Here's how it works for me. I stop focusing on the fact that I can get frustrated by a daughter who struggles to follow instructions at times. Instead, I think about how I'm grateful for a daughter with a beautifully strong will. I'm grateful I get to help her develop and channel her strength into changing the world for the better. I'm not mad about the fact that she just discovered the word, "WHY?" I'm deeply grateful for a kid who is growing into her own curiosity. I'm not upset about the fact that I have less free time than EVER. I'm grateful for the gorgeous soul who is enriching my life in 10,000 unexpected ways. When I focus on gratitude, I start feeling pretty confident about this whole thing.
3. Gratitude Brings God into More Aspects of Our Lives.
The Bible says in Proverbs 3:6, "In all your ways acknowledge Him, and He will make straight your paths." That's a pretty great promise. I want my daughter to stay on a great path in this life. I want her to love Jesus, and to trust God. I've seen parents who try to force this on their kids. It doesn't usually go well. The best thing I can do is to surround my daughter with love, truth, the Gospel, and authenticity. The easiest way to incorporate these things into our lives on a daily basis is by practicing gratitude.
The first place my daughter noticed prayer was at the dinner table. I think it's because it was a simple way for her mind to connect the tangible to the spiritual. We were thanking an unseen God for the chicken and macaroni sitting right in front of her. In the past few months, we've had so much fun watching her begin to wrestle with these ideas. "Ghosts aren't real, but God IS real...right?" Practicing thankfulness is the most simple way to connect our kids to the kind of Divine strength that will carry them through their toughest days.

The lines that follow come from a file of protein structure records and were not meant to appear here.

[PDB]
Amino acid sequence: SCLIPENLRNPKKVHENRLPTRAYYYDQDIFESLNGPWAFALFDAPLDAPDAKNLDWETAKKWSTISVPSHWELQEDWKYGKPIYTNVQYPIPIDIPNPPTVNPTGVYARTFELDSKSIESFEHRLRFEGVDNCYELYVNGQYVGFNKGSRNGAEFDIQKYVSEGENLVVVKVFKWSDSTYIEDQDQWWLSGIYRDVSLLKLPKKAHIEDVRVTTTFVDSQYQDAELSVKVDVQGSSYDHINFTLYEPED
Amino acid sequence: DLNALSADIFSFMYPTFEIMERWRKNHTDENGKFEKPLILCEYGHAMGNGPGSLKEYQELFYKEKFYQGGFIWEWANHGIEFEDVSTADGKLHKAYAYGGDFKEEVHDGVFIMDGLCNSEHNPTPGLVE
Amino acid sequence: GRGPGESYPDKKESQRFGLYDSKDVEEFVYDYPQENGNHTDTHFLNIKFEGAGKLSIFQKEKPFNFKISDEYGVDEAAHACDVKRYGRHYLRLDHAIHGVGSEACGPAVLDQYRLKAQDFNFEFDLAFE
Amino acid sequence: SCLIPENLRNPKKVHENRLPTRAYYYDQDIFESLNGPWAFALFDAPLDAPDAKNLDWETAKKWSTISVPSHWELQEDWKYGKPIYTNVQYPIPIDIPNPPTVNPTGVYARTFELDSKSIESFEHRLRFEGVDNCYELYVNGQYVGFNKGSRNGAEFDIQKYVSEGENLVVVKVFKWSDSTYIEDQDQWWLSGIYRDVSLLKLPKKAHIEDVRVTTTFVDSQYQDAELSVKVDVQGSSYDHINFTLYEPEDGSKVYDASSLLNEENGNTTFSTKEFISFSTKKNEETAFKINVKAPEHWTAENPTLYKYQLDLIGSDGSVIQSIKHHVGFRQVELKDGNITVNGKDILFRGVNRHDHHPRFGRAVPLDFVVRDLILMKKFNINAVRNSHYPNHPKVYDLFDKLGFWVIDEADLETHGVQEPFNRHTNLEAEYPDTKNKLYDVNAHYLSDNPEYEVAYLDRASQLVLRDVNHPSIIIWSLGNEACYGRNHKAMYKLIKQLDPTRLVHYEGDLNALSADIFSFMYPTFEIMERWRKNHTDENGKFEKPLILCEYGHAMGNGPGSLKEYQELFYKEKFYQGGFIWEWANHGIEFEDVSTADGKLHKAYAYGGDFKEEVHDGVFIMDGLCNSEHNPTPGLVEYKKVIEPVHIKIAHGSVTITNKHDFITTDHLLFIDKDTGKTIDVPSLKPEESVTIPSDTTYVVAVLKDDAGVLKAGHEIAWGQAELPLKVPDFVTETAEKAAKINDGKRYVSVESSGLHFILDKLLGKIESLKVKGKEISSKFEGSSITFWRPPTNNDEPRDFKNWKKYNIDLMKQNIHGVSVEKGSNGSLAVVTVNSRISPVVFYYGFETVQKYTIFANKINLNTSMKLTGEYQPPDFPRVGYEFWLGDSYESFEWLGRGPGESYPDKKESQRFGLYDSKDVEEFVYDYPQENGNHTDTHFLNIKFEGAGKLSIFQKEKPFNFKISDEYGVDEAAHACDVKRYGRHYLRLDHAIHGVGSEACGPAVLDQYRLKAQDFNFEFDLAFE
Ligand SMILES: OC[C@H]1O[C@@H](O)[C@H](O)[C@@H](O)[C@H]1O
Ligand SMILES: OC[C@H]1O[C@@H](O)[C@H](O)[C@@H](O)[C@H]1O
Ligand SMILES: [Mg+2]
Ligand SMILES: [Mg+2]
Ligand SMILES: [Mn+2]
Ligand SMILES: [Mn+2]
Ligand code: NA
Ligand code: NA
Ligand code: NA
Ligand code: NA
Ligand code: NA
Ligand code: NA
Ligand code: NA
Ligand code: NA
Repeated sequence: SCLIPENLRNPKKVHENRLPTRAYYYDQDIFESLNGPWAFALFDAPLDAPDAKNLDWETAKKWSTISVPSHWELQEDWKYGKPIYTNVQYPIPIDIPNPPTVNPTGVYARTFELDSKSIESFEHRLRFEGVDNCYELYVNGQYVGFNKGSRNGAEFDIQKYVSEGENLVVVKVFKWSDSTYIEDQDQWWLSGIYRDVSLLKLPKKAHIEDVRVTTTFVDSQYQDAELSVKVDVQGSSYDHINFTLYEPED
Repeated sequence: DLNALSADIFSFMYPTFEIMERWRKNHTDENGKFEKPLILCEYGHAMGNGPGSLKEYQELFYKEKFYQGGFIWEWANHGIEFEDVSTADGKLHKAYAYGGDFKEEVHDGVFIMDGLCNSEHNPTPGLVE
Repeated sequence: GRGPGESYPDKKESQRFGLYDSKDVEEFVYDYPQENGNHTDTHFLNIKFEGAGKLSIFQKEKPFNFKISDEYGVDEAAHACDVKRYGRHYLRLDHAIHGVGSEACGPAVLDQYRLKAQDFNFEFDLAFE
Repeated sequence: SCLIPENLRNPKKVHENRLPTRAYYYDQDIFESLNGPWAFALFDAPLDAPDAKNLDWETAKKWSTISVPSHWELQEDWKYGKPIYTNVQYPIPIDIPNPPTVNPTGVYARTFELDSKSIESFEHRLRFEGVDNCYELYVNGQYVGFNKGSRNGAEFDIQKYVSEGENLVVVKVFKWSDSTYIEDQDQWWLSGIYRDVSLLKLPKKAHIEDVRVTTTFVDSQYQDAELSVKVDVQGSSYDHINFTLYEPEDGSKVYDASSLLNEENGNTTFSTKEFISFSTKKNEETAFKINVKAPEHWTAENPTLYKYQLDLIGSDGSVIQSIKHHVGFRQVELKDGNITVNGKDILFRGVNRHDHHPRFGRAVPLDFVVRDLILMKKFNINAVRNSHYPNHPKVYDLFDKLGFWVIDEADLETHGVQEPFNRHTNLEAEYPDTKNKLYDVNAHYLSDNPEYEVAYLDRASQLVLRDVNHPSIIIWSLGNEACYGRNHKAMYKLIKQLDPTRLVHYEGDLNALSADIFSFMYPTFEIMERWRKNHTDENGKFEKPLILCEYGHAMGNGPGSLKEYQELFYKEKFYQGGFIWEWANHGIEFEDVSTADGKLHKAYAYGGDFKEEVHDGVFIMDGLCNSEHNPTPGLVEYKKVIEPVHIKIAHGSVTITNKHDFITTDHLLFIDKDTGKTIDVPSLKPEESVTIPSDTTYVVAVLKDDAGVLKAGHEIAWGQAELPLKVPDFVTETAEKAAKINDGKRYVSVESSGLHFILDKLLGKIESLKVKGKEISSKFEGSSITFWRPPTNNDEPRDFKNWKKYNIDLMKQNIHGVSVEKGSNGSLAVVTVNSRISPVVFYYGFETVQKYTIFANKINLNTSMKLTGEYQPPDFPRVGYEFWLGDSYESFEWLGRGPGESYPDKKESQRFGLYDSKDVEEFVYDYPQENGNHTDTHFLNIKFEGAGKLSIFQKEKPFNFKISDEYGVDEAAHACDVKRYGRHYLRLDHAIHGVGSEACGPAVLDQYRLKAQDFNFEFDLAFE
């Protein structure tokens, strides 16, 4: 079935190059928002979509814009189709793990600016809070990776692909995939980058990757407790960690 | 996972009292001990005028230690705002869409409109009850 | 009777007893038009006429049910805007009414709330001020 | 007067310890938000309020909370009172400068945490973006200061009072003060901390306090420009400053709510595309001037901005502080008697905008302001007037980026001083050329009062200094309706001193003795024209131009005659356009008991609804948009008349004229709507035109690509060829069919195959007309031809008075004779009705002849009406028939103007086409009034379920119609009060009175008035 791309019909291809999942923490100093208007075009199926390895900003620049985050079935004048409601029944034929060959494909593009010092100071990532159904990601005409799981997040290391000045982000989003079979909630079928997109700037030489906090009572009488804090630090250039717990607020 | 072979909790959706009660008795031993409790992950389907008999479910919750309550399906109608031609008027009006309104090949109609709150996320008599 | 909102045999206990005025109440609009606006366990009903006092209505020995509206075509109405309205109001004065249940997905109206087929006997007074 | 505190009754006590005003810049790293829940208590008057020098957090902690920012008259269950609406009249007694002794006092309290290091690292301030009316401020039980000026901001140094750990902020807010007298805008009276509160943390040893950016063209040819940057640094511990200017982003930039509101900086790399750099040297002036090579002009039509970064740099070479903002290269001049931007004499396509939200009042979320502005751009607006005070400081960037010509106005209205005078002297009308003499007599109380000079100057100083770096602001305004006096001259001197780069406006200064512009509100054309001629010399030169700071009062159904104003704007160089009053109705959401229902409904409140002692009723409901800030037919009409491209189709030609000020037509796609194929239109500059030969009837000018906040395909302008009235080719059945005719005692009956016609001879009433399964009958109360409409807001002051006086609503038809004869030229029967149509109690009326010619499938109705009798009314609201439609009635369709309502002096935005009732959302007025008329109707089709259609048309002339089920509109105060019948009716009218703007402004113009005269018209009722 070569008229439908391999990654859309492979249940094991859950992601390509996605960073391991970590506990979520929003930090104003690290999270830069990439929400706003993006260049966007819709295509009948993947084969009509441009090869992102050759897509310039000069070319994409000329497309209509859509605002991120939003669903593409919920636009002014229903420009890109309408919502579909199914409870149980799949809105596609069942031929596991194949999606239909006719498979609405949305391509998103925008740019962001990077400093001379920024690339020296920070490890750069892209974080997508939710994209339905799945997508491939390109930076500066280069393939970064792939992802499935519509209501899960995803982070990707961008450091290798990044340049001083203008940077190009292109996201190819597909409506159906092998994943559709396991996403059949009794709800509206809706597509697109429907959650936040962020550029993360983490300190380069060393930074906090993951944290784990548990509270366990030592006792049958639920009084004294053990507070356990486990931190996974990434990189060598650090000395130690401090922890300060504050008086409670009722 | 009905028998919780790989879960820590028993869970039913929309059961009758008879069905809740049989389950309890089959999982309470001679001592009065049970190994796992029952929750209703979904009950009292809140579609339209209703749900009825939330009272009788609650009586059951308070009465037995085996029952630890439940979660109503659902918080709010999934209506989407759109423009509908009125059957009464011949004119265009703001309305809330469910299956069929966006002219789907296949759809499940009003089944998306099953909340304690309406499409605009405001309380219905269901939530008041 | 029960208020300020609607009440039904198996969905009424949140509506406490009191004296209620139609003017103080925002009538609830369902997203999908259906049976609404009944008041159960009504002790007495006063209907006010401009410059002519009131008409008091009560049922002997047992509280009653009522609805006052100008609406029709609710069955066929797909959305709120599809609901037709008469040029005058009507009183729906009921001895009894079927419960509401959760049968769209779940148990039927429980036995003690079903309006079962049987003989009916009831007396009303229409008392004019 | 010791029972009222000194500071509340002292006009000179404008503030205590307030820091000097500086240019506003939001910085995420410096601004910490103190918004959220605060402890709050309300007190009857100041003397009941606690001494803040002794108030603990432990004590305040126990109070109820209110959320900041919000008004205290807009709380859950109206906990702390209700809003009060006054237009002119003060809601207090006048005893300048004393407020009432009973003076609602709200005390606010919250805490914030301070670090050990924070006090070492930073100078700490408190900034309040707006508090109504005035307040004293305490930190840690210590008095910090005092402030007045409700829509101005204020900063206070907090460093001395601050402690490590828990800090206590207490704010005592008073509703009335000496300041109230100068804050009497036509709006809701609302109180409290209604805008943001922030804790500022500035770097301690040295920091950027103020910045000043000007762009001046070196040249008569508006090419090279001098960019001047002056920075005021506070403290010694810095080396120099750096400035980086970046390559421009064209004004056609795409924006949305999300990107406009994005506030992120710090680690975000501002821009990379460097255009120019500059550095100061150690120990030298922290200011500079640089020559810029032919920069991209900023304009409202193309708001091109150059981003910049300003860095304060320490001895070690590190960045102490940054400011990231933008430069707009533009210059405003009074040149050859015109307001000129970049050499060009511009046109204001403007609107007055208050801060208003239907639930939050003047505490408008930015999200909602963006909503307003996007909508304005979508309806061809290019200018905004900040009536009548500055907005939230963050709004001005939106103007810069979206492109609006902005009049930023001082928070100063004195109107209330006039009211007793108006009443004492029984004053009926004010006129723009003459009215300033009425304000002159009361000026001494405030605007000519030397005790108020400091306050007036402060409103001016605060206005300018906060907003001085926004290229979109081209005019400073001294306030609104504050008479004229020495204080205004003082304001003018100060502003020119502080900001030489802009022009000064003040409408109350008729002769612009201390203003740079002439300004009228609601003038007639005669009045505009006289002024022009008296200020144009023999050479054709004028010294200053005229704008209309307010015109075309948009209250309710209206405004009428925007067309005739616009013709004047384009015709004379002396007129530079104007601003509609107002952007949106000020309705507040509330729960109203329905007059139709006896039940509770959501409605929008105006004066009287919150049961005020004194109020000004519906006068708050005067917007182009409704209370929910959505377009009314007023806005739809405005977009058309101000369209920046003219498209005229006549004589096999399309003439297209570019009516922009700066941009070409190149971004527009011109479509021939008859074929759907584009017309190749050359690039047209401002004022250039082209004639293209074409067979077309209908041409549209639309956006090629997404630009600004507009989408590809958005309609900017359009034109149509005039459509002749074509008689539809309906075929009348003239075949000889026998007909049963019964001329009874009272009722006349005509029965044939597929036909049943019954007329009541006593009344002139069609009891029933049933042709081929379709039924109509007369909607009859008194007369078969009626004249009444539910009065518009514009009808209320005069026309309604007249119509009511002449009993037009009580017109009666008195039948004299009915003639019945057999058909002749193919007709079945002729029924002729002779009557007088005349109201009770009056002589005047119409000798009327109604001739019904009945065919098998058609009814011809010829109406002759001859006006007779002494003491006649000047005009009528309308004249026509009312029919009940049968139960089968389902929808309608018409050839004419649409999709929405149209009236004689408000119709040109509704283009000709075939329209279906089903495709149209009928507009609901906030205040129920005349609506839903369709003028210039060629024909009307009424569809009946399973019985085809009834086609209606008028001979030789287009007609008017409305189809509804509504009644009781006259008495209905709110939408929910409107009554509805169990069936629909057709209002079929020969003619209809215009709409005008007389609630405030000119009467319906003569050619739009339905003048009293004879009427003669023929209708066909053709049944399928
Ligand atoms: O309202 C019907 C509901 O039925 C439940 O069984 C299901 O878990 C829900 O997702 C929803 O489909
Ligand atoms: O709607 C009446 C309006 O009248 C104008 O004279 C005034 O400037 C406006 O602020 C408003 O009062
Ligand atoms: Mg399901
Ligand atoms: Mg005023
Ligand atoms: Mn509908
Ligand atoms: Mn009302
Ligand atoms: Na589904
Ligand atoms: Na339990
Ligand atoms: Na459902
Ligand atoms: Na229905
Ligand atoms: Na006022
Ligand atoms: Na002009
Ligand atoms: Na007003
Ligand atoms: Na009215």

4. Gratitude Helps Establish a Positive Vision for the Family.
We live in a challenging world. It's really easy for kids to get caught up in the anxiety. I heard a news report today about 5-year-olds who were talking to their kindergarten teachers about how stressed they were about the election. Kids are begging for leadership. The most powerful place for them to find it is at home. What is my kid hearing in my house? Is she hearing about all of the things that make me mad? Am I teaching her to pick people apart and find negativity in everything? OR...am I teaching her to mine this life for joy?
5. Fathers Teach What They Know. They Reproduce Who They Are.
This is an old John Maxwell leadership principle, but it works for the family as well. This is something I've seen first-hand. I spent 7 years as a student pastor. It's remarkable how much kids become mini-versions of their parents. I've learned this recently by listening to my daughter's vocabulary. Yesterday my daughter started giggling in the car. "I did it! I f-----d!" (rhymes with started). I'm going to have to teach her words that rhyme with scooted.
It's a lot of pressure to realize that we as parents are always being watched. We are not always going to get it right, despite our best efforts. Rather than focusing on things we want to tell our kids, we have to constantly focus on our own lives. Do I want my kid to be happy? I have to find a way to be happy in all circumstances. Do I want my kid to be kind to other people? Then I have to model graciousness in public and in private. Do I want my kid to know the secret to having a more joyful life? Then I have to be grateful.